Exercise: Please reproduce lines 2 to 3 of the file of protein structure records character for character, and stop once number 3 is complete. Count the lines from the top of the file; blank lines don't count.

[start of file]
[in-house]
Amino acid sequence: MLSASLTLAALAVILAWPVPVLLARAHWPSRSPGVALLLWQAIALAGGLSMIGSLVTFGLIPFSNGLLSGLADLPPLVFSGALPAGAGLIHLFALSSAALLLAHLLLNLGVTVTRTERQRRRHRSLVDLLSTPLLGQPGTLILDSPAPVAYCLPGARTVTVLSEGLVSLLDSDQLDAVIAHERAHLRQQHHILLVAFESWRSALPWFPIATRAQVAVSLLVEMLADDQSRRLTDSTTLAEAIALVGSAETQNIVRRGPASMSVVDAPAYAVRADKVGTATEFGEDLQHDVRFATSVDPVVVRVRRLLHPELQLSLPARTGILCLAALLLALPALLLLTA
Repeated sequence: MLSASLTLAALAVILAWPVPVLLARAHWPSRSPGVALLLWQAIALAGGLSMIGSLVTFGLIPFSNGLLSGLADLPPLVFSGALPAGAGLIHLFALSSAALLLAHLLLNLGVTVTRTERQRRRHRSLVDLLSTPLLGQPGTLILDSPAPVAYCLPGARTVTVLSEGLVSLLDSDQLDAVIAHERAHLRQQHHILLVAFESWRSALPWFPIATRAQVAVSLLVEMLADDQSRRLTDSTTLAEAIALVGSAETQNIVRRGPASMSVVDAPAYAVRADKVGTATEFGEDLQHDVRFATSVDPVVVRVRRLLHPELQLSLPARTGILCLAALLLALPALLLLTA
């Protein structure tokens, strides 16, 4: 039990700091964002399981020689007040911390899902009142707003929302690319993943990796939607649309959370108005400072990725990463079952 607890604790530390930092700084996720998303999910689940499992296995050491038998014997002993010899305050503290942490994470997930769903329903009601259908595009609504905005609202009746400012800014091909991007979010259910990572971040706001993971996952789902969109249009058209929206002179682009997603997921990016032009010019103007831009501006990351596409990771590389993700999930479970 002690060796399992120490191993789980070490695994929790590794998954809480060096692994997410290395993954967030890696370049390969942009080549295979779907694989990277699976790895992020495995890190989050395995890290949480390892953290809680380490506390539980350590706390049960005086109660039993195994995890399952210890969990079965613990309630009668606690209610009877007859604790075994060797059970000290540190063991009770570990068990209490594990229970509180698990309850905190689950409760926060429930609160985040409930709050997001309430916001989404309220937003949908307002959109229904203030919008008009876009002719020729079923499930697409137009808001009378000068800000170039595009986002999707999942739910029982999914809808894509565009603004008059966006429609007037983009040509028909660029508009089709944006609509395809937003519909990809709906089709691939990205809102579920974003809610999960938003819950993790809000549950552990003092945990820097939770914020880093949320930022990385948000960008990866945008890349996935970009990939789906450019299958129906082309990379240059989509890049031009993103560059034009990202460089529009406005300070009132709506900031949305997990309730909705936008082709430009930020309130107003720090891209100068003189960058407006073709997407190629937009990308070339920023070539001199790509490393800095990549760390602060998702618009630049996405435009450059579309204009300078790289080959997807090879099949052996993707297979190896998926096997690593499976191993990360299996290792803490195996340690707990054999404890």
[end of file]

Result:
Amino acid sequence: MLSASLTLAALAVILAWPVPVLLARAHWPSRSPGVALLLWQAIALAGGLSMIGSLVTFGLIPFSNGLLSGLADLPPLVFSGALPAGAGLIHLFALSSAALLLAHLLLNLGVTVTRTERQRRRHRSLVDLLSTPLLGQPGTLILDSPAPVAYCLPGARTVTVLSEGLVSLLDSDQLDAVIAHERAHLRQQHHILLVAFESWRSALPWFPIATRAQVAVSLLVEMLADDQSRRLTDSTTLAEAIALVGSAETQNIVRRGPASMSVVDAPAYAVRADKVGTATEFGEDLQHDVRFATSVDPVVVRVRRLLHPELQLSLPARTGILCLAALLLALPALLLLTA
Repeated sequence: MLSASLTLAALAVILAWPVPVLLARAHWPSRSPGVALLLWQAIALAGGLSMIGSLVTFGLIPFSNGLLSGLADLPPLVFSGALPAGAGLIHLFALSSAALLLAHLLLNLGVTVTRTERQRRRHRSLVDLLSTPLLGQPGTLILDSPAPVAYCLPGARTVTVLSEGLVSLLDSDQLDAVIAHERAHLRQQHHILLVAFESWRSALPWFPIATRAQVAVSLLVEMLADDQSRRLTDSTTLAEAIALVGSAETQNIVRRGPASMSVVDAPAYAVRADKVGTATEFGEDLQHDVRFATSVDPVVVRVRRLLHPELQLSLPARTGILCLAALLLALPALLLLTA